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Sleep Deprivation & False Confessions

February 9, 2016

Sleep deprivation may lead people to confess to things they haven’t done.

Transcript

BOB HIRSHON (host):

Sleep deprived confessions. I’m Bob Hirshon and this is Science Update.

Just one night of sleep deprivation nearly triples the rate that people will confess to something they didn’t do, according to new research in the Proceedings of the National Academy of Sciences. Michigan State University psychologist Kimberly Fenn says volunteers were given computer tasks and told not to hit the Escape key, since doing so would ruin their data. They then spent a night at Fenn’s laboratory; half could sleep, while the other half had to stay up. The next morning, they were accused of hitting the Escape key and asked to sign a confession.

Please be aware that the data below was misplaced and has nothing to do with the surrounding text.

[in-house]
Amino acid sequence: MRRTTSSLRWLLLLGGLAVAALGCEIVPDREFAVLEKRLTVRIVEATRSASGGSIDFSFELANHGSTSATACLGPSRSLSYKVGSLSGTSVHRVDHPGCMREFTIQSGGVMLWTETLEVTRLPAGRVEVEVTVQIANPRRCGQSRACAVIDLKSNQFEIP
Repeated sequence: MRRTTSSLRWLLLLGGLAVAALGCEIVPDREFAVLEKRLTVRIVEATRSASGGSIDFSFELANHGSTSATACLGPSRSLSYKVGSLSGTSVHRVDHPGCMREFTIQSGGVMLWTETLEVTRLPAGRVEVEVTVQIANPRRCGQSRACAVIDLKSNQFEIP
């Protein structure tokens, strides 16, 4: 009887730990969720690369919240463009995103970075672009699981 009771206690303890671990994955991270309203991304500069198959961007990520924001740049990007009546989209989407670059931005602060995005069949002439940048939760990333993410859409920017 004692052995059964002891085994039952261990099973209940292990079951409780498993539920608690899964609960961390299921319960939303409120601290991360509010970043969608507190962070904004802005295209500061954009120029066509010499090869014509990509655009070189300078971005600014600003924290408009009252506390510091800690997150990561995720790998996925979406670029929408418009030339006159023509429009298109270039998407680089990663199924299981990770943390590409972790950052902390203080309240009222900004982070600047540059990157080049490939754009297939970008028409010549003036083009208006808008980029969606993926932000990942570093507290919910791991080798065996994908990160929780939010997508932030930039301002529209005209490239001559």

KIMBERLY FENN (Michigan State University):

When participants were fully rested, only eighteen percent of them signed their false confession. However, when they were kept awake at night, fifty percent did, the first time we asked them. So it was a pretty large effect.

HIRSHON:

The research raises questions about the validity of confessions people sign under stressful conditions. I’m Bob Hirshon, for AAAS, the science society.